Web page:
5 Command Line Ways to Find Out Linux System is 32-bit or 64-bit

This tutorial describes how to find out whether your Linux system’s OS is 32-bit or 64-bit. This will be helpful if you wanted to download or install an application in your Linux system. As we all know, we can’t install 64-bit applications into a 32-bit OS type. That’s why knowing your Linux system’s OS type is important.

Check Linux System is 32-bit or 64-bit

Check Linux System is 32-bit or 64-bit

Here are the five easy and simple methods to verify your Linux system’s OS type. It doesn’t matter whether you’re using a GUI or CLI type systems, the following commands will work on almost all Linux operating systems such as RHEL, CentOS, Fedora, Scientific Linux, Debian, Ubuntu, Linux Mint, openSUSE etc.

1. uname Command

uname -a command will display your Linux system’s OS type. This is the universal command and it will work on almost all Linux/Unix operating systems.

To find out the system’s OS type, run:

$ uname -a

Linux tecmint.com 3.13.0-37-generic #64-Ubuntu SMP Mon Sep 22 21:28:38 UTC 2014 x86_64 x86_64 x86_64 GNU/Linux

2. dpkg Command

dpkg command will also display whether your Debian/Ubuntu operating system is 32-bit or 64-bit. This command will work only on Debian and Ubuntu based distributions and it’s derivatives.

Open your Terminal, and run:

$ dpkg --print-architecture 

If your OS is 64-bit, you’ll get the following output:

amd64

If your OS is 32-bit, then the output will be:

i386

3. getconf Command

getconf command will also display the system configuration variables. Now, let me show you how to find out the Linux system arch using getconf command.

$ getconf LONG_BIT

64

For more details refer the man pages.

$ man getconf

4. arch Command

arch command will display your OS type. This command is similar to uname -m command. If its output is x86_64 then it’s 64-bit OS. If the output is i686 or i386, then it’s 32-bit OS.

$ arch

x86_64

5. file Command

file command with with a special argument /sbin/init will display the OS type.

$ file /sbin/init

/sbin/init: ELF 64-bit LSB  shared object, x86-64, version 1 (SYSV), dynamically linked (uses shared libs), for GNU/Linux 2.6.24, BuildID[sha1]=7a4c688d009fc1f06ffc692f5f42ab09e68582b2, stripped

Conclusion

You now know the ways to find out your Linux operating system’s type. Of course, there are few other ways to find out the OS type, but these are the often and pragmatic methods so far. If you know any other commands or methods to display the OS type, feel free to let us know in the comments section below.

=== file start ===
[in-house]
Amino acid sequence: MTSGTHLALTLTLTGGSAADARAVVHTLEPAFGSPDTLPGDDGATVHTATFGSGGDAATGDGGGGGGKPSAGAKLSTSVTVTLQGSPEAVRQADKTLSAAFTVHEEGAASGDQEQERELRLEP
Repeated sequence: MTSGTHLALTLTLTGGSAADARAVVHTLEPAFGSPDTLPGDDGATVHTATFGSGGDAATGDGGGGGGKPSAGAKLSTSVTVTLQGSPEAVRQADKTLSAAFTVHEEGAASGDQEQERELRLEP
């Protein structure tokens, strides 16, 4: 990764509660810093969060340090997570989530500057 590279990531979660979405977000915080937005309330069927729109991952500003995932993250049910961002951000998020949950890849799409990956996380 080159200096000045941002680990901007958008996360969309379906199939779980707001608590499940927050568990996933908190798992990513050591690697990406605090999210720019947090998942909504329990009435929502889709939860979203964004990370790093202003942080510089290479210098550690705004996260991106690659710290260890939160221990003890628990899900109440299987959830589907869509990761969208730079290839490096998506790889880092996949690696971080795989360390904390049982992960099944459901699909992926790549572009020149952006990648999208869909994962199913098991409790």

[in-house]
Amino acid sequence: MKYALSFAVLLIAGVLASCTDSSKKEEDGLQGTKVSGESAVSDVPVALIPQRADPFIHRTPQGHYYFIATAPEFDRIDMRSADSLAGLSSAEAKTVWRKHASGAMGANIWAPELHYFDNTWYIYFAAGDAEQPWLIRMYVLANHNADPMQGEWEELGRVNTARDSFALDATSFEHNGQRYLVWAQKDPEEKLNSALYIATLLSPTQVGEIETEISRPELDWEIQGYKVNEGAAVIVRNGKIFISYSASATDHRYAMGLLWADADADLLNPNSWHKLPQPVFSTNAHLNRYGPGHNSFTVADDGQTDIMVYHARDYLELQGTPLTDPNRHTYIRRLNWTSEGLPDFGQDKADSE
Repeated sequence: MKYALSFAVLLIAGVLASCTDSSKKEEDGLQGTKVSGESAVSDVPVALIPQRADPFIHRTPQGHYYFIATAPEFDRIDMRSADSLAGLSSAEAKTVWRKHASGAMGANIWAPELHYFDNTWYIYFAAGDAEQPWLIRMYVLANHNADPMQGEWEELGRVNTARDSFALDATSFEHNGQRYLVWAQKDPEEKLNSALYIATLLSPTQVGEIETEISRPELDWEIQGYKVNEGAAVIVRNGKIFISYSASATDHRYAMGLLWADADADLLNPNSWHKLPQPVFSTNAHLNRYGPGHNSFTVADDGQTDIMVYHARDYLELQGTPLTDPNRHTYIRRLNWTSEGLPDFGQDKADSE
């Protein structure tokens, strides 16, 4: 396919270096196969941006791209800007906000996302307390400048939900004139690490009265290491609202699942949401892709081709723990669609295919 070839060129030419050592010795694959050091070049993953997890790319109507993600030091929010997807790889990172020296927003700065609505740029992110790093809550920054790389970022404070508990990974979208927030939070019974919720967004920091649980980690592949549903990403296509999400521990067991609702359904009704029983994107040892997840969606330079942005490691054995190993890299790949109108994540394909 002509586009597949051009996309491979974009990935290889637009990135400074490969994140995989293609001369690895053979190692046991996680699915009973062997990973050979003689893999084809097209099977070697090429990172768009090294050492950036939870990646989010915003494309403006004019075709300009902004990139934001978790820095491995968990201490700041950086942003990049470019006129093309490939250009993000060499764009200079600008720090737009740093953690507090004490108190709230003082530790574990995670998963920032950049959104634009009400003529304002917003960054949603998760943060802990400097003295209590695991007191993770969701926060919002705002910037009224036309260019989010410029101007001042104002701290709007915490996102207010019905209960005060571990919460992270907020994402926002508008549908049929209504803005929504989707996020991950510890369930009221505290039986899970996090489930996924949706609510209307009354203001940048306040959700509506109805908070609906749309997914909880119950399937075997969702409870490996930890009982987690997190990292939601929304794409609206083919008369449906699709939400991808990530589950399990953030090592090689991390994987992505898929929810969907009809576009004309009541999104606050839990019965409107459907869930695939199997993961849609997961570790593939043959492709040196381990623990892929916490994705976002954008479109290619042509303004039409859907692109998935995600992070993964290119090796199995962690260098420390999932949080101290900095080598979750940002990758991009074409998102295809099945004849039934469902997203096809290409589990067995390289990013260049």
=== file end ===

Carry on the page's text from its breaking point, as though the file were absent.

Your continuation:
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Senthil Kumar

A Linux Consultant, living in India. He loves very much to write about Linux, Open Source, Computers and Internet. Apart from that, He'd like to review Internet tools and web services.

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11 Responses

  1. hello says:

    I’d just like to interject for a moment. What you’re referring to as Linux, is in fact, GNU/Linux, or as I’ve recently taken to calling it, GNU plus Linux. Linux is not an operating system unto itself, but rather another free component of a fully functioning GNU system made useful by the GNU corelibs, shell utilities and vital system components comprising a full OS as defined by POSIX.

    Many computer users run a modified version of the GNU system every day, without realizing it. Through a peculiar turn of events, the version of GNU which is widely used today is often called “Linux”, and many of its users are not aware that it is basically the GNU system, developed by the GNU Project.

    There really is a Linux, and these people are using it, but it is just a part of the system they use. Linux is the kernel: the program in the system that allocates the machine’s resources to the other programs that you run. The kernel is an essential part of an operating system, but useless by itself; it can only function in the context of a complete operating system. Linux is normally used in combination with the GNU operating system: the whole system is basically GNU with Linux added, or GNU/Linux. All the so-called “Linux” distributions are really distributions of GNU/Linux.

  2. DostrenzasLinux says:

    Great post!

    You can also check using a environment variable:

    echo $HOSTTYPE

    Result:

    i386 -> 32 bits
    x86_64 -> 64 bits

  3. xinchuangfu says:

    You can also use:
    echo $HOSTTYPE

  4. Raghavendra Bhat says:

    Anyway your post is apt and of high value. Thanks for your posts, do keep them coming.

  5. Prasanna says:

    I know few of them.
    lscpu
    lshw -class cpu

  6. Aaron Kili K says:

    You can also use:

    uname -m

  7. Raghavendra Bhat says:

    These methods are fine but they cannot conclusively lead you to show whether your CPU can do 64 bit computing. You have to ascertain whether you have a processor that can do 64 bit before you want to do the actual installation of the GNU/Linux port. You need to do the correct installation of the OS port to match your CPU. For that the best tool would be to boot the server/system using a Live GNU/Linux distribution, drop down to the command line and do a ‘cat /proc/cpuinfo | grep flags’ at the root prompt. If you see the ‘lm’ flag then your CPU supports 64 bit computing. If so, you can proceed to install the x86_64/amd64 port of the GNU/Linux distribution.

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